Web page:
Dreaming of a new life rich with opportunities, Luisa Lilo’s parents immigrated from Samoa to New Zealand in the 1950s.
Like many other Samoan families, it was not always easy when they first came to Aotearoa. Luisa says her parents lives were full of examples of hard work and Tautua (service) - to the Church, their families (both here and Samoa) and the communities they served.
They soon bought their first home and settled in Mangere, South Auckland, where they raised their growing family.
Luisa’s career journey began at Middlemore Hospital, where she was born. She has 7 siblings, with the older 3 born in Devonport and the rest, including Luisa, all also born at Middlemore Hospital.
In celebration of Vaiaso o le Gagana - Samoan Language Week, Luisa shares her journey to, from and back to Middlemore Hospital and how her culture and upbringing have influenced and shaped her.
“For me, Nursing was an obvious choice. Mum was a Nurse Aide at a Rest Home, and we often helped out as older teenagers. But more than just the exposure to a caregiving environment, service to the community are a huge part of what being Samoan is to me,” says Luisa.
Luisa’s career in healthcare spans more than half her life, and she began nursing 30 years ago.
“I started my career in theatres, which was where the need was at the time. Although not my first choice, I soon grew to love it”, says Luisa, who further explains why she enjoyed being a Theatre Nurse: “It’s the teamwork, the awesome people all working together to do the best for the patients, as well as being there for people at a vulnerable moment, making a difference.”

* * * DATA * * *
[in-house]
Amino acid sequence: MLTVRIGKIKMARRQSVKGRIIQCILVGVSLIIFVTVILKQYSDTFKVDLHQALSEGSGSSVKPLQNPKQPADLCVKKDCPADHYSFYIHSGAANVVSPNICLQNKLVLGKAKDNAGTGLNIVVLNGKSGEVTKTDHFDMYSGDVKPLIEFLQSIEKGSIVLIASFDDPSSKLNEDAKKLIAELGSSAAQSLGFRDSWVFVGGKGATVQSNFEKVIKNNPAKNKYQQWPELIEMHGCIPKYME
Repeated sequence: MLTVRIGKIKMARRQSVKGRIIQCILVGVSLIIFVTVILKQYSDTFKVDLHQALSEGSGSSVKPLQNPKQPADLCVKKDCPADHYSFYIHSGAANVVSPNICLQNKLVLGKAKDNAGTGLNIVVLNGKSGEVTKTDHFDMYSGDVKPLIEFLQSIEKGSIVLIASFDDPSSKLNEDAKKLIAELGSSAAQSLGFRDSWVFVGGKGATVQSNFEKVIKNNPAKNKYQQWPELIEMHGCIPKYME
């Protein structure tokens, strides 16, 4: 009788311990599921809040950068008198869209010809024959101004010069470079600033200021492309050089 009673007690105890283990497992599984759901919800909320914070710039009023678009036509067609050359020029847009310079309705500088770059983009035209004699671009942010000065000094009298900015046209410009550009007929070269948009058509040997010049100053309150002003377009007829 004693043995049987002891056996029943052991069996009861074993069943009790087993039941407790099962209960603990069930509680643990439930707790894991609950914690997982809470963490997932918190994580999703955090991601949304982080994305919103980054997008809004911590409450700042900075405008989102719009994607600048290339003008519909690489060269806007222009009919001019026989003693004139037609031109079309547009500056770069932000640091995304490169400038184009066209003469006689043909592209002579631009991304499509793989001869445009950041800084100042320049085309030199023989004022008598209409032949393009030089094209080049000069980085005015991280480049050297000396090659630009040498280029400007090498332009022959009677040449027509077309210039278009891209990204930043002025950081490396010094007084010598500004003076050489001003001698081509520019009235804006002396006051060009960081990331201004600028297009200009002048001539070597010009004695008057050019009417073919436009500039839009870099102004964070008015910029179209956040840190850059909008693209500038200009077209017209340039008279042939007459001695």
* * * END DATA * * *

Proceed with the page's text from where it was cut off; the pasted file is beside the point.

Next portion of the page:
Luisa spent some time working in Australia, but ultimately she realised her heart lay at Middlemore, and she soon returned.
Luisa says, “Middlemore Hospital is where I was born. It’s always been part of my life, my community and where I feel most at home. The warmth and manaakitanga of the staff here are really special.”
When the COVID pandemic hit, Luisa was again called to serve her community in a different way – where she took on a role as part of the Senior Leadership Team responsible for leading and directing the Health response to the eighteen Managed Isolation (MIQ) Facilities in the Auckland region.
“For me, this was a new way to use my skills and experience to serve my community, particularly Pasifika people, in a meaningful way,” says Luisa.
With the sacrifices and journey of her parents at the forefront of her mind, Luisa continued to seek out ways to further her contribution to the community, and in 2019, completed her Masters in Pacific Health.
Recently Luisa was appointed as the Service Manager for Fanau Ola, Pacific Health Development service. She is excited about the challenges and opportunities offered by this new phase of her journey.
“Caring for others and giving back to the community are values that are intrinsically woven into our Samoan culture – so I continue to ask myself, how can I be of service?” says Luisa.